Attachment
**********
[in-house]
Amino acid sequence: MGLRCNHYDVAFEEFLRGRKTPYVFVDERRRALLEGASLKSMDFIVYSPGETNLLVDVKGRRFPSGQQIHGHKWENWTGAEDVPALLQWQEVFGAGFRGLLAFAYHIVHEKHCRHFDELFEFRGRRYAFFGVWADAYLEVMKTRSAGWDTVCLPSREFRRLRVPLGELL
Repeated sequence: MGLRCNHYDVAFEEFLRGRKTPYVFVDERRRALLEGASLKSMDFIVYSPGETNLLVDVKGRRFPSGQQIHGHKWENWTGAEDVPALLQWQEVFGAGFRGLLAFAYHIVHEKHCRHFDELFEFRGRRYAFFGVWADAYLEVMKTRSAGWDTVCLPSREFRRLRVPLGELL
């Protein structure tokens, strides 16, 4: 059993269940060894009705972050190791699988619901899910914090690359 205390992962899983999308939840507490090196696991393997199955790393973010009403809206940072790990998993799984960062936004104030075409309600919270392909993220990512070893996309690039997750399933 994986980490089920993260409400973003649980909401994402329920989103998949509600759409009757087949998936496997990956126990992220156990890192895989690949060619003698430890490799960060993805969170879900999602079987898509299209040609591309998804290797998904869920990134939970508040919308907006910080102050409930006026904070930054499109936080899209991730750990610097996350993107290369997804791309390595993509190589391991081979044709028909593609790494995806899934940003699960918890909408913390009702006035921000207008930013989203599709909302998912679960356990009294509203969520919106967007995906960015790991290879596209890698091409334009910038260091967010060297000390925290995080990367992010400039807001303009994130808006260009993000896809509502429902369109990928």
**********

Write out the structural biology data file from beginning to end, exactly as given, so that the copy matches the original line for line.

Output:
[in-house]
Amino acid sequence: MGLRCNHYDVAFEEFLRGRKTPYVFVDERRRALLEGASLKSMDFIVYSPGETNLLVDVKGRRFPSGQQIHGHKWENWTGAEDVPALLQWQEVFGAGFRGLLAFAYHIVHEKHCRHFDELFEFRGRRYAFFGVWADAYLEVMKTRSAGWDTVCLPSREFRRLRVPLGELL
Repeated sequence: MGLRCNHYDVAFEEFLRGRKTPYVFVDERRRALLEGASLKSMDFIVYSPGETNLLVDVKGRRFPSGQQIHGHKWENWTGAEDVPALLQWQEVFGAGFRGLLAFAYHIVHEKHCRHFDELFEFRGRRYAFFGVWADAYLEVMKTRSAGWDTVCLPSREFRRLRVPLGELL
């Protein structure tokens, strides 16, 4: 059993269940060894009705972050190791699988619901899910914090690359 205390992962899983999308939840507490090196696991393997199955790393973010009403809206940072790990998993799984960062936004104030075409309600919270392909993220990512070893996309690039997750399933 994986980490089920993260409400973003649980909401994402329920989103998949509600759409009757087949998936496997990956126990992220156990890192895989690949060619003698430890490799960060993805969170879900999602079987898509299209040609591309998804290797998904869920990134939970508040919308907006910080102050409930006026904070930054499109936080899209991730750990610097996350993107290369997804791309390595993509190589391991081979044709028909593609790494995806899934940003699960918890909408913390009702006035921000207008930013989203599709909302998912679960356990009294509203969520919106967007995906960015790991290879596209890698091409334009910038260091967010060297000390925290995080990367992010400039807001303009994130808006260009993000896809509502429902369109990928």